On May 24, 2018, in a significant decision with far-reaching implications for cleanups at Washington’s contaminated sites, the Washington State Supreme Court narrowed the scope of “owner or operator” liability under the state environmental cleanup statute, the Model Toxics Control Act (MTCA).  Pope Resources, LP v. Washington State Department of Natural Resources.[1]  The surprising 6-3 decision held:  (1) that a state agency – in this case, the Department of Natural Resources (DNR) – may not be liable as an “owner” under MTCA when it merely acts as a lessor, or property management agent, for a property owned by the state; and (2) that liability as an “operator” under MTCA requires active involvement in the operational decisions at a facility. Read More ›

Major Offshore Wind Projects Advance in Massachusetts and Rhode Island

Commercial-scale offshore wind power may soon become a reality in New England. On May 23, Massachusetts electric distribution companies selected Vineyard Wind, a subsidiary of Avangrid Renewables, LLC, as the preferred provider of 800 megawatts (MW) of offshore wind generation to the Massachusetts power market, and Rhode Island selected Deepwater Wind as the preferred provider of 400 MW of offshore wind generation to the Rhode Island power market. Both companies propose to generate the electricity from wind projects they intend to construct on federal leases on the Outer Continental Shelf offshore of Massachusetts and Rhode Island. Read More ›

California Appeals Court Upholds State’s Reliance On Conclusion By A Foreign Agency To Classify Glyphosate As “Cancer-Causing”

Two courts recently examined California’s regulation of glyphosate, a widely used pesticide ingredient, for its alleged health risks via the state’s Proposition 65 warning program. The decisions are noteworthy for the contrasting approaches that they take with respect to the amount of deference to give to international regulatory actions that are incorporated by reference into U.S. law. Read More ›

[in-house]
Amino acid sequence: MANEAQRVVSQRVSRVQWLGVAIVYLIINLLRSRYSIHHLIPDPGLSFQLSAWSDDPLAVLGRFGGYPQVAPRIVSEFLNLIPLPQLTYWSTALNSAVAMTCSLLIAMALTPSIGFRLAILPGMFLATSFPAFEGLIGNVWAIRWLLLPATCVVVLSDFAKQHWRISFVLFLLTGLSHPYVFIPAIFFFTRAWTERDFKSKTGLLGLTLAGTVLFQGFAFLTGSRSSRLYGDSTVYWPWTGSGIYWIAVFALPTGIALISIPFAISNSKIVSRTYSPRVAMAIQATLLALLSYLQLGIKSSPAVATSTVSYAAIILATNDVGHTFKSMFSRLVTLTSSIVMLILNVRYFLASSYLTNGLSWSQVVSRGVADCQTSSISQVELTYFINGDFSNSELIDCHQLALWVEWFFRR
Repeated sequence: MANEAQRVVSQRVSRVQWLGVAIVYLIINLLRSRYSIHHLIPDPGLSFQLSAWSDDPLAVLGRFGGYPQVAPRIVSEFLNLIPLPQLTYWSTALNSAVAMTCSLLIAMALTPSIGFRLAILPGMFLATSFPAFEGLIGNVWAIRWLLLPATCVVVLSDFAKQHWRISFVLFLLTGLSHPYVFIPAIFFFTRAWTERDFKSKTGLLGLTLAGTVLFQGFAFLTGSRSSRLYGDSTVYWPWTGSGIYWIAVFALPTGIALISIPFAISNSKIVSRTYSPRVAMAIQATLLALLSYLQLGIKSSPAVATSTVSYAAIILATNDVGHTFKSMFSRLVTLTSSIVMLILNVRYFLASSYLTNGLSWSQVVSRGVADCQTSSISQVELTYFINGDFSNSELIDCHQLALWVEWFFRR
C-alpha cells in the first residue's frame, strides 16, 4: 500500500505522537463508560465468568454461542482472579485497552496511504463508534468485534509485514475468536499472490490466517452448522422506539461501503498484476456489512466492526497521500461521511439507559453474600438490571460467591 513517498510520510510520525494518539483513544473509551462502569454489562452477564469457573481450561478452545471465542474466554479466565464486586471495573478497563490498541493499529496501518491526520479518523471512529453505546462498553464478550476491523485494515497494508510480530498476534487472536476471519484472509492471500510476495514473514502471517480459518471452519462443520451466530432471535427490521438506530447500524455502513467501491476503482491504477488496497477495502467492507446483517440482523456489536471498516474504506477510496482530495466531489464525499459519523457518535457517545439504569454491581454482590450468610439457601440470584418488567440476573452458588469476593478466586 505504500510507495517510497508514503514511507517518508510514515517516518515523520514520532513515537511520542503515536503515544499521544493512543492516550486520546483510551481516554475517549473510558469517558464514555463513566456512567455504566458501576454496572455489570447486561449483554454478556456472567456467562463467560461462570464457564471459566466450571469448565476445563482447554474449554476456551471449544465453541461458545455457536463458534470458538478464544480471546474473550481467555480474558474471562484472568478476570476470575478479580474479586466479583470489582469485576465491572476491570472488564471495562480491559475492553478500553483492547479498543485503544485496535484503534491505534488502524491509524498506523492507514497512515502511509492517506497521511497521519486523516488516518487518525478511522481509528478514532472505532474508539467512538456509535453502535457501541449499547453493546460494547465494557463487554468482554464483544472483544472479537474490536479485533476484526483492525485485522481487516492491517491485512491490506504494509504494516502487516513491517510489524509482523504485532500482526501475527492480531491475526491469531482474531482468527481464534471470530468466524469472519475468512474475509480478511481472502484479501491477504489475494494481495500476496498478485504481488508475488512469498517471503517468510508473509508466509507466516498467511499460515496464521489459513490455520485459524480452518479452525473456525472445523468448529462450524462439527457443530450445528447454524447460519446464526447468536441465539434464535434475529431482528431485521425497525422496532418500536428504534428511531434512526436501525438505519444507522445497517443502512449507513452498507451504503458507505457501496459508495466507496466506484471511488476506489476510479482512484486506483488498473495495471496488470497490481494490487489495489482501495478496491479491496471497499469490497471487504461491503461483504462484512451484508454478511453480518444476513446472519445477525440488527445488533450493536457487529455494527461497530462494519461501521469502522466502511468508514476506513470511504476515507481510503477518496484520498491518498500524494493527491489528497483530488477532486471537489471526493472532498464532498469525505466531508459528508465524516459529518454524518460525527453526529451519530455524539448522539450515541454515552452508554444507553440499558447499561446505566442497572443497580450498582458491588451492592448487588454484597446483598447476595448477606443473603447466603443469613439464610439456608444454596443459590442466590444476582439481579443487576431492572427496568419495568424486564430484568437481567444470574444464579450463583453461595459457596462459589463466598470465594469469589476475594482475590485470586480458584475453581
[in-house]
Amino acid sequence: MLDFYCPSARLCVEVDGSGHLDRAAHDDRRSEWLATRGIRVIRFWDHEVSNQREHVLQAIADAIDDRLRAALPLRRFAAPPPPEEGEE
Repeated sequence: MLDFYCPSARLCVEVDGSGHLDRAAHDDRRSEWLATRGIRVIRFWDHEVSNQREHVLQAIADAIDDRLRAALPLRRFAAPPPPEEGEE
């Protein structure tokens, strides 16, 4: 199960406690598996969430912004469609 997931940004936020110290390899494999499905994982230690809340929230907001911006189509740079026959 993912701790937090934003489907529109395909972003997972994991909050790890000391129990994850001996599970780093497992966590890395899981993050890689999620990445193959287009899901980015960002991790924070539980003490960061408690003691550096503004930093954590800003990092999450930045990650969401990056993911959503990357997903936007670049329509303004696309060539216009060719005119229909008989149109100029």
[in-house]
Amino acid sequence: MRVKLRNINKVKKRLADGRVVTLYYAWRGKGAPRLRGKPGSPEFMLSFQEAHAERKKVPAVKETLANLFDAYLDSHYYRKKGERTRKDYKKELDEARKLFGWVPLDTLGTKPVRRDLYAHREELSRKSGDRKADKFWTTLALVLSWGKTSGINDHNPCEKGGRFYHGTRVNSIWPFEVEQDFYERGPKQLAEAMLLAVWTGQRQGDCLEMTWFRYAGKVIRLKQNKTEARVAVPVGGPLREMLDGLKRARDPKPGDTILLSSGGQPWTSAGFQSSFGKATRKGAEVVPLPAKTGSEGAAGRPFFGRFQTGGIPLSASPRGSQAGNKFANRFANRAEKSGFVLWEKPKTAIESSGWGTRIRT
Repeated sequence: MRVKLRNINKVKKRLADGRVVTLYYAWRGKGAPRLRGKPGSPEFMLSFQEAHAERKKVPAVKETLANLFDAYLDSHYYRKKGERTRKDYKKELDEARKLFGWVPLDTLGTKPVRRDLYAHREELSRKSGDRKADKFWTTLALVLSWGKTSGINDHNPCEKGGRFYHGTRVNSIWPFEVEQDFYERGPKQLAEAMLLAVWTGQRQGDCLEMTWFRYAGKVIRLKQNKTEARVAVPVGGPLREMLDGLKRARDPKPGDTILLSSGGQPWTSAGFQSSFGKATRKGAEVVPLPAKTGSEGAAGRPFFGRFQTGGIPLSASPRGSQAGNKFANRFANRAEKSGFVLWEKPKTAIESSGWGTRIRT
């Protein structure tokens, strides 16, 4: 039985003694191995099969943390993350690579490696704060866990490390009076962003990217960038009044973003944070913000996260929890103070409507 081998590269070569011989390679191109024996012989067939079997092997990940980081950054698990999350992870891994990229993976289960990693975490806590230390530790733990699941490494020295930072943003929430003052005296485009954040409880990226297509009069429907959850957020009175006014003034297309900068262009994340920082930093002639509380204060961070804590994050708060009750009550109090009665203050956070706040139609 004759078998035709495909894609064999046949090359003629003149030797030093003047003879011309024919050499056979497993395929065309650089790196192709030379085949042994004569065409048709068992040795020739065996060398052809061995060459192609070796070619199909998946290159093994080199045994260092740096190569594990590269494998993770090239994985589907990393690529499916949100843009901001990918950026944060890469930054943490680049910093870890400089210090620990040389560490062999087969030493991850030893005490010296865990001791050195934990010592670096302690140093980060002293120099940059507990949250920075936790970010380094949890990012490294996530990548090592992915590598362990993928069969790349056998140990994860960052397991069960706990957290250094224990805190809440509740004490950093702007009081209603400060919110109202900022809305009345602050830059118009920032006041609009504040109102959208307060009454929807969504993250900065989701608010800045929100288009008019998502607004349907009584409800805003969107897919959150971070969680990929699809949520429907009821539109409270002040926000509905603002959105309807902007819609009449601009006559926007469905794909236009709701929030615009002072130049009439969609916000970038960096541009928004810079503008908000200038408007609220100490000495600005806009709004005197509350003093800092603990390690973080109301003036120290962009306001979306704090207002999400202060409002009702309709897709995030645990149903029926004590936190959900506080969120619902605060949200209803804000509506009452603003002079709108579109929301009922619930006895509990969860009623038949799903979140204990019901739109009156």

Environmental Enforcement Policy Developments: The Trump Administration and Congress Make Their Mark

During the past year, numerous developments have signaled a change in approach to environmental enforcement as it is being conducted by the Trump Administration.  Enforcement continues, in several cases on high profile matters, but there are differences in scope and approach when compared to the prior administration.  Several of these developments are discussed below, followed by a list of key takeaways. Read More ›

Vermont House of Representatives to Consider Pair of Sweeping Toxic Tort Liability Bills

On March 21, 2018, the Vermont Senate approved S.197, a bill that (1) establishes strict liability, jointly and severally, for any person who releases a toxic substance and (2) creates a private right of action for medical monitoring damages related to toxic substance exposure. The Vermont House Judiciary Committee split the bill in two after hearing extensive testimony. The strict liability provisions are now attached to an unrelated bill, S.123, while the medical monitoring provisions remain in S.197. Read More ›

Conflicting District Court Rulings Set up Climate Change Tort Issues for Resolution by the Ninth Circuit

After two judges from the Northern District of California reached different conclusions in similar cases, The Ninth Circuit Court of Appeals will be next to determine whether climate-change-related tort actions may be properly heard in federal court.  As previewed by Beveridge & Diamond in a March 30, 2018 News Alert, the two judges reached contrary decisions concerning the scope of federal jurisdiction over climate-change-related tort actions, thus teeing up the complicated issues of Clean Air Act displacement and federal common law for the Ninth Circuit.  See California v. BP Plc, et al, No. 17-cv-6011 WHA, Memorandum Opinion and Order at *8 (N.D. Cal. 2018) (Alsup, J.); County of San Mateo v. Chevron et al., No. 17-cv-4929 VC, Memorandum Opinion and Order at  2-3 (N.D. Cal. 2018).  Read More ›